Skill gaps are growing – because of the continued digital evolution and increasing necessity for contact center Agents to apply deeper relationship-building, multi-tasking, and problem-solving skills.
In a McKinsey survey of more than 50 senior customer-care executives, 94 percent said that they expected the skill demands placed on their contact center agents to increase over the next five years.
Despite the need for a higher-level of customer-handling proficiency, frontline leaders remain challenged with effectively developing Agents’ skills, in real-time. The best mechanism for achieving real-time improvement is coaching, but there are several procedural challenges that prevent coaches from being more effective, thereby stagnating and even damaging employee and customer experiences.
Many contact centers neglect to define and communicate standardized methods for how to coach in the contact center (Which means frontline Supervisors each do their own thing, ultimately perpetuating inconsistency and Agent frustration). What must be decided:
Operations leaders often do not clearly communicate coaching expectations: (Which means every Supervisor does their own thing, which breeds inconsistency and increases in frustration) What must be communicated:
Many operations are not directing frontline leaders where and when to coach: (Which means every Supervisor does their own thing… resulting in inconsistency and Agent frustration). What must be communicated:
Most enterprises haven’t begun to source solutions so Agents can have direct access to performance data: What must be changed:
Rarely do contact center leaders have a way to quantify who was coached, on what, or whether it was effective: (Which makes it impossible to hold Supervisors accountable, or to grow their coaching competency) What must be made accessible:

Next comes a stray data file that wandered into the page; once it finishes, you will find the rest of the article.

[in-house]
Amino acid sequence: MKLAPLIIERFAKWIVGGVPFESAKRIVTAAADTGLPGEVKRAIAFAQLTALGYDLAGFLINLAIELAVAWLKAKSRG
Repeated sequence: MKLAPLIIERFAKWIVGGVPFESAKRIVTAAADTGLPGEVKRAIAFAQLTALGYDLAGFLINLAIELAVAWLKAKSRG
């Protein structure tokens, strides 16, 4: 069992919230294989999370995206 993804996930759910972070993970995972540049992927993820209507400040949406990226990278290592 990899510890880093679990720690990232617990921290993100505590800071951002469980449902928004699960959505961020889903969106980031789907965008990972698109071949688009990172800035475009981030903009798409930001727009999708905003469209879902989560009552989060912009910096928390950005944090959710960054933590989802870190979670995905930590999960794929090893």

The best mechanism for achieving real-time improvement is EFFECTIVE coaching. But effective coaching is achieved only through a formula consisting of procedural infrastructure – so everyone can consistently operate within known parameters – and people leadership skills, which helps build a culture of development, as opposed to one of compliance.
And that leads us into discussion of the second major challenge preventing us from delivering effective contact center coaching – the top interpersonal or Top People Skills Challenges!
Procedural Challenges is the first part of Melissa Pollock's Call Center Coaching Effectiveness: 5 Steps To (Finally!) Realizing A Return On Coaching.
The future of success in your contact center is contingent on how you impact performance in ways that are both immediate and sustainable. And it doesn’t matter whether your agents are on-site, at-home, full-time, part-time, or temporary – you must deliver on performance.
Coaching is one of the most significant tools we can use to deliver on the engagement and performance of our people – but we must develop our processes, our people and leadership skills, and our technology tools, in order to overthrow the pervasive challenges to achieving greater coaching effectiveness and supercharging contact center performance!
Melissa Pollock Customer Success at AmplifAI